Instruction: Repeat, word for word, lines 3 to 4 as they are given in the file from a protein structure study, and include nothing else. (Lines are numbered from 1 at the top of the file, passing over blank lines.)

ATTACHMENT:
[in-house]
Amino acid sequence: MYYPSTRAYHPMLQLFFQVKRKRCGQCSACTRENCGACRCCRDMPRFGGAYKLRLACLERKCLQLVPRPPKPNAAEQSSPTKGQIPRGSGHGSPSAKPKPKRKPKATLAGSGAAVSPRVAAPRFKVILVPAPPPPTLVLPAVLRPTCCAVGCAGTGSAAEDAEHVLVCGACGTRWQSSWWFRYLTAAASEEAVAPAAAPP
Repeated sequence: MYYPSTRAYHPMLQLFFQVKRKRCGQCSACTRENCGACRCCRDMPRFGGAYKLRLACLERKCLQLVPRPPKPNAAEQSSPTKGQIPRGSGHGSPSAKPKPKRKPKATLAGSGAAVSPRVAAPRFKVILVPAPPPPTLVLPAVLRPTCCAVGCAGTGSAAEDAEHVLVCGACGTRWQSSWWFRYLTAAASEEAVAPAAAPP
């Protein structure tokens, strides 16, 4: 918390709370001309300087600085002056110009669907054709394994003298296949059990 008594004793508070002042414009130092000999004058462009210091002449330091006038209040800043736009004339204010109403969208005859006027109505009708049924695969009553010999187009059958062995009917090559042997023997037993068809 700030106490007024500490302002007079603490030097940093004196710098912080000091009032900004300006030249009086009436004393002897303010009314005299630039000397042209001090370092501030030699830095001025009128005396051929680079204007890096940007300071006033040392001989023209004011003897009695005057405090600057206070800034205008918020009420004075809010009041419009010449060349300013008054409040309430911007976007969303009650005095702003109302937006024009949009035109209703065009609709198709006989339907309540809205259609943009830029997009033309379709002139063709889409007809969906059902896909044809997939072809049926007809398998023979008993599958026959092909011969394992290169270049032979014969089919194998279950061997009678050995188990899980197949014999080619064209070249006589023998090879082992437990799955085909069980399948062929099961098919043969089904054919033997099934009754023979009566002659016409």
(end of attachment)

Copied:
Repeated sequence: MYYPSTRAYHPMLQLFFQVKRKRCGQCSACTRENCGACRCCRDMPRFGGAYKLRLACLERKCLQLVPRPPKPNAAEQSSPTKGQIPRGSGHGSPSAKPKPKRKPKATLAGSGAAVSPRVAAPRFKVILVPAPPPPTLVLPAVLRPTCCAVGCAGTGSAAEDAEHVLVCGACGTRWQSSWWFRYLTAAASEEAVAPAAAPP
């Protein structure tokens, strides 16, 4: 918390709370001309300087600085002056110009669907054709394994003298296949059990 008594004793508070002042414009130092000999004058462009210091002449330091006038209040800043736009004339204010109403969208005859006027109505009708049924695969009553010999187009059958062995009917090559042997023997037993068809 700030106490007024500490302002007079603490030097940093004196710098912080000091009032900004300006030249009086009436004393002897303010009314005299630039000397042209001090370092501030030699830095001025009128005396051929680079204007890096940007300071006033040392001989023209004011003897009695005057405090600057206070800034205008918020009420004075809010009041419009010449060349300013008054409040309430911007976007969303009650005095702003109302937006024009949009035109209703065009609709198709006989339907309540809205259609943009830029997009033309379709002139063709889409007809969906059902896909044809997939072809049926007809398998023979008993599958026959092909011969394992290169270049032979014969089919194998279950061997009678050995188990899980197949014999080619064209070249006589023998090879082992437990799955085909069980399948062929099961098919043969089904054919033997099934009754023979009566002659016409």